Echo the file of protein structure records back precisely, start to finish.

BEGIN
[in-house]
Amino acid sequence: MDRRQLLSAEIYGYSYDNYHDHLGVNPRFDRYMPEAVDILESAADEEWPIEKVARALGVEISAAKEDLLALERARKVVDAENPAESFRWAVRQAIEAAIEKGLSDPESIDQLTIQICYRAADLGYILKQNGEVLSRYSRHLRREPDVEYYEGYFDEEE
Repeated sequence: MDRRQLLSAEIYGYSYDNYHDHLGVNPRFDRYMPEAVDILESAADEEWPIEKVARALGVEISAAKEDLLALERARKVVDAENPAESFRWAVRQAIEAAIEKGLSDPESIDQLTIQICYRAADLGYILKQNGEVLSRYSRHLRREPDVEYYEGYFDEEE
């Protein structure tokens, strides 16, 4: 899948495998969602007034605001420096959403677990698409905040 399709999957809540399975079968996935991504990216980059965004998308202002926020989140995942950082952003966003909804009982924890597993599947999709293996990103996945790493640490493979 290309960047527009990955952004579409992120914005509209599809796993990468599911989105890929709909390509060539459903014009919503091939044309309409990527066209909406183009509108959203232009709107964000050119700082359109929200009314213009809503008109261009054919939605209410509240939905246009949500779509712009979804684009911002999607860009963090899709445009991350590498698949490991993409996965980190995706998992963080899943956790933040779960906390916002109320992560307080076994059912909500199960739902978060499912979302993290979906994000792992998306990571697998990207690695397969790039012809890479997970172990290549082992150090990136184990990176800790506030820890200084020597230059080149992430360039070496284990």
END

[in-house]
Amino acid sequence: MDRRQLLSAEIYGYSYDNYHDHLGVNPRFDRYMPEAVDILESAADEEWPIEKVARALGVEISAAKEDLLALERARKVVDAENPAESFRWAVRQAIEAAIEKGLSDPESIDQLTIQICYRAADLGYILKQNGEVLSRYSRHLRREPDVEYYEGYFDEEE
Repeated sequence: MDRRQLLSAEIYGYSYDNYHDHLGVNPRFDRYMPEAVDILESAADEEWPIEKVARALGVEISAAKEDLLALERARKVVDAENPAESFRWAVRQAIEAAIEKGLSDPESIDQLTIQICYRAADLGYILKQNGEVLSRYSRHLRREPDVEYYEGYFDEEE
């Protein structure tokens, strides 16, 4: 899948495998969602007034605001420096959403677990698409905040 399709999957809540399975079968996935991504990216980059965004998308202002926020989140995942950082952003966003909804009982924890597993599947999709293996990103996945790493640490493979 290309960047527009990955952004579409992120914005509209599809796993990468599911989105890929709909390509060539459903014009919503091939044309309409990527066209909406183009509108959203232009709107964000050119700082359109929200009314213009809503008109261009054919939605209410509240939905246009949500779509712009979804684009911002999607860009963090899709445009991350590498698949490991993409996965980190995706998992963080899943956790933040779960906390916002109320992560307080076994059912909500199960739902978060499912979302993290979906994000792992998306990571697998990207690695397969790039012809890479997970172990290549082992150090990136184990990176800790506030820890200084020597230059080149992430360039070496284990």